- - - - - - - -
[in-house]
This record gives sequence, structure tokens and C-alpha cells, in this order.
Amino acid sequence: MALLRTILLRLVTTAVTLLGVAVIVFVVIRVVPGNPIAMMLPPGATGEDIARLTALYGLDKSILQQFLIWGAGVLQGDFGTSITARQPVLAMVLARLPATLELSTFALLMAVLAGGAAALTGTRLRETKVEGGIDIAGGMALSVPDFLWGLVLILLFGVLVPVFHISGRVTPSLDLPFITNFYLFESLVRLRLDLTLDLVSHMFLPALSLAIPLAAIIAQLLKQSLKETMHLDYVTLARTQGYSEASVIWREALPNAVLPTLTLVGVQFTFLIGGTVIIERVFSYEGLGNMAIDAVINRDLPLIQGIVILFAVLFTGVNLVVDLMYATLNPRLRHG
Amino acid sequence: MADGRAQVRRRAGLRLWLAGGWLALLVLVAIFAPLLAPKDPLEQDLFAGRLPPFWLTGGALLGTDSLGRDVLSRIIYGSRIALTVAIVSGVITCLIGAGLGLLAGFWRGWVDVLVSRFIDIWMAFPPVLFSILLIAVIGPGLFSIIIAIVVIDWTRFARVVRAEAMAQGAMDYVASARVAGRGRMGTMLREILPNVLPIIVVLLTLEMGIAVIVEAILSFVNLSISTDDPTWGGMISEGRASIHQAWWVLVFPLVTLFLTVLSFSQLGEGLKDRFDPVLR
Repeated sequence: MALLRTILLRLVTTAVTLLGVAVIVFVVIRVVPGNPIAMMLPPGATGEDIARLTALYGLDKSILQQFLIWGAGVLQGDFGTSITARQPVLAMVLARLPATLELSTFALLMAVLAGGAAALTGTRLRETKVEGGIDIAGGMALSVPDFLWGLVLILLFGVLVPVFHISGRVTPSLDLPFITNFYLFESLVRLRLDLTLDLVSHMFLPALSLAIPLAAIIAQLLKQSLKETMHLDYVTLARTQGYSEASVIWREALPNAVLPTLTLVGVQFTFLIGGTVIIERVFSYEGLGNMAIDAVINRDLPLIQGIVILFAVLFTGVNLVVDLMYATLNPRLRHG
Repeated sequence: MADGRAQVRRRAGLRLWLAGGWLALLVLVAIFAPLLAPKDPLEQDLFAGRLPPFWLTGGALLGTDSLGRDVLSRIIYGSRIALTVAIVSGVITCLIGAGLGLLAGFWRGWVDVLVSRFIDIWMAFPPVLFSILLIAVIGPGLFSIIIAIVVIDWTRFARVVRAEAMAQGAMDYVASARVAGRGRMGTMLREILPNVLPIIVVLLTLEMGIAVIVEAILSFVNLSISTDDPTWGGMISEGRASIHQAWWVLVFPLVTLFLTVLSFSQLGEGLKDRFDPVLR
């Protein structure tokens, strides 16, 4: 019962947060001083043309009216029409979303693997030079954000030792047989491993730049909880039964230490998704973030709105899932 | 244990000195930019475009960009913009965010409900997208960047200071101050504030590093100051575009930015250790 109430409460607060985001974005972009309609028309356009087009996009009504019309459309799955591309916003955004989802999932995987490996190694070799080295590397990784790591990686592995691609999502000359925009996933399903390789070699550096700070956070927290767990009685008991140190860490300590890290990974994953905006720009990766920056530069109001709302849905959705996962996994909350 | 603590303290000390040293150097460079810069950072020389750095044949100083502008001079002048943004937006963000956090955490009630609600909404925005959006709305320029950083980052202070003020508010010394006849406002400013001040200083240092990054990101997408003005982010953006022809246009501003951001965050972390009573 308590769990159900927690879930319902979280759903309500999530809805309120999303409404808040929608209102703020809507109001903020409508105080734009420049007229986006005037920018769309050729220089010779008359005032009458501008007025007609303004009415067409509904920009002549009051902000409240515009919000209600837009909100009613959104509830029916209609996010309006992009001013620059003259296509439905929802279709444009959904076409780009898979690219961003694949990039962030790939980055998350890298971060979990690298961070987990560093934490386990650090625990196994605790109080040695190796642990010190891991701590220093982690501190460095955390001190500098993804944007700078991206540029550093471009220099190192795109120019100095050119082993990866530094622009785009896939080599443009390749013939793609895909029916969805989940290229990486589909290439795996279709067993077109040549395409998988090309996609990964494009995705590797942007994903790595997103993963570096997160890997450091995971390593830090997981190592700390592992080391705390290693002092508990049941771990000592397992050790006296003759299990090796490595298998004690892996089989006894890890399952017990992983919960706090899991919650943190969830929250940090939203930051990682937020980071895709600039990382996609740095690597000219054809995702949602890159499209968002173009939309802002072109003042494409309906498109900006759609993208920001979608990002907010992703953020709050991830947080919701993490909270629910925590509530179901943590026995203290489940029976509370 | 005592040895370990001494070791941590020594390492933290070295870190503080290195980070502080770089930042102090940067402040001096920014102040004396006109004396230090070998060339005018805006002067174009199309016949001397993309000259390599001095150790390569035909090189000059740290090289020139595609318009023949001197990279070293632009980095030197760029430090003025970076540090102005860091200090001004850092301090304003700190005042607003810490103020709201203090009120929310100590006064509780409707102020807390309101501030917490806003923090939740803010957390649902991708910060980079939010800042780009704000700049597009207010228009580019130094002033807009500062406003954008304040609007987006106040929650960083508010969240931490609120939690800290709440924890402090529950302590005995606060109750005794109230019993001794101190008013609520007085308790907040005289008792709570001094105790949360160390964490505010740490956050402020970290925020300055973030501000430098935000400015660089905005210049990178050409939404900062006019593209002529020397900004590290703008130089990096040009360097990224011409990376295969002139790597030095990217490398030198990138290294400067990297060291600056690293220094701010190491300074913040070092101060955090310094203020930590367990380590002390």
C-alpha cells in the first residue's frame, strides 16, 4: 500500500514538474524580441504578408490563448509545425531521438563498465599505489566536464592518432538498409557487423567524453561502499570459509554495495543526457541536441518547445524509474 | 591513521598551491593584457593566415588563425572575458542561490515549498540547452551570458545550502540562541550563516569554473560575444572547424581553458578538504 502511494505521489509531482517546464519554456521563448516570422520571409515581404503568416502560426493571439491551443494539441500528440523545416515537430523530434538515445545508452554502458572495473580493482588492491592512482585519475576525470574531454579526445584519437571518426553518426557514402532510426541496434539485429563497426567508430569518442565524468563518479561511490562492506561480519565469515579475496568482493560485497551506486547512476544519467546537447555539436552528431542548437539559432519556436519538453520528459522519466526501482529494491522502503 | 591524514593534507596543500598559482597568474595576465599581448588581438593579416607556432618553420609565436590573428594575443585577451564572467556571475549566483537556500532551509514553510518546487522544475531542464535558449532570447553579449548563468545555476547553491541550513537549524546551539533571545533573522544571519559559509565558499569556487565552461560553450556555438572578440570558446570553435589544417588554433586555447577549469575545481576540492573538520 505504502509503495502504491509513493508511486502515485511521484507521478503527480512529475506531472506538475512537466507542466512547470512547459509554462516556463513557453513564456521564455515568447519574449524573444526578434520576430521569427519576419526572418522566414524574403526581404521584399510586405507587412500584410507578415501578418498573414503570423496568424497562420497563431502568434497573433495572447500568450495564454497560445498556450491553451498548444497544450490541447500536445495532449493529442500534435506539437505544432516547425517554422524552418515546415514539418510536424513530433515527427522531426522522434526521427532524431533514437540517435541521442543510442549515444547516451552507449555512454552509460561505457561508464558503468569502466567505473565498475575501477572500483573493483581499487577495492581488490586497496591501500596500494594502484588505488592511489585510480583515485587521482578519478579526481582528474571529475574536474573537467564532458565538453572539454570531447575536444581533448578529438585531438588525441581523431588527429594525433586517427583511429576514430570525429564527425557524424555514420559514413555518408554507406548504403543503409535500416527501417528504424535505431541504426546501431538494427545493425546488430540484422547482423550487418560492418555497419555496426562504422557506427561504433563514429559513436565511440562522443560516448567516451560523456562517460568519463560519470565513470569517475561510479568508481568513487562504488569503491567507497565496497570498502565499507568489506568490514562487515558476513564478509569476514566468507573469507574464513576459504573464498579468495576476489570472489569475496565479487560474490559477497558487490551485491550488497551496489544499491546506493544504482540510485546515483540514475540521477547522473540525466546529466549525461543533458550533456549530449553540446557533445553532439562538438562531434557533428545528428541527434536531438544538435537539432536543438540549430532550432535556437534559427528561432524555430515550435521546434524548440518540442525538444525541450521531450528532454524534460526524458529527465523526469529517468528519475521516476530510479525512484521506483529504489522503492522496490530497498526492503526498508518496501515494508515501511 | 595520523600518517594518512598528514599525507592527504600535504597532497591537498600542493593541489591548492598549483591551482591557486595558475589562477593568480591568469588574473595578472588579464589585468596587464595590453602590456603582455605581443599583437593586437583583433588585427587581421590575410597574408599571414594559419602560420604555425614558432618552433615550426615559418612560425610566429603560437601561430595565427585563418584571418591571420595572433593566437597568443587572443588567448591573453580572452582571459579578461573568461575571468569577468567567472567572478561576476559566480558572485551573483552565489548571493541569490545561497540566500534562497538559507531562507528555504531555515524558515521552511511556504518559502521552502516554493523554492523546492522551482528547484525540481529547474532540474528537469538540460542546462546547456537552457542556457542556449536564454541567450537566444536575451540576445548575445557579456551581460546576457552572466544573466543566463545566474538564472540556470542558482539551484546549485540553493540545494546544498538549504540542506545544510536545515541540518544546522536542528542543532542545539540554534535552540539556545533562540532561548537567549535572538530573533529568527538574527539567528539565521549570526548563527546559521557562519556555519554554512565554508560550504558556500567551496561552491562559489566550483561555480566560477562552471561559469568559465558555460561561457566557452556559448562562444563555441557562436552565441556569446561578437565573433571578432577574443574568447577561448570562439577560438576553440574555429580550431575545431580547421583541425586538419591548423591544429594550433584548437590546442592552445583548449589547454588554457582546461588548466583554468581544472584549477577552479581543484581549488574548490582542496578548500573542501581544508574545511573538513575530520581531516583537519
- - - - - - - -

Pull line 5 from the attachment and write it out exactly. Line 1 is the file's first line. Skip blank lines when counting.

Repeated sequence: MALLRTILLRLVTTAVTLLGVAVIVFVVIRVVPGNPIAMMLPPGATGEDIARLTALYGLDKSILQQFLIWGAGVLQGDFGTSITARQPVLAMVLARLPATLELSTFALLMAVLAGGAAALTGTRLRETKVEGGIDIAGGMALSVPDFLWGLVLILLFGVLVPVFHISGRVTPSLDLPFITNFYLFESLVRLRLDLTLDLVSHMFLPALSLAIPLAAIIAQLLKQSLKETMHLDYVTLARTQGYSEASVIWREALPNAVLPTLTLVGVQFTFLIGGTVIIERVFSYEGLGNMAIDAVINRDLPLIQGIVILFAVLFTGVNLVVDLMYATLNPRLRHG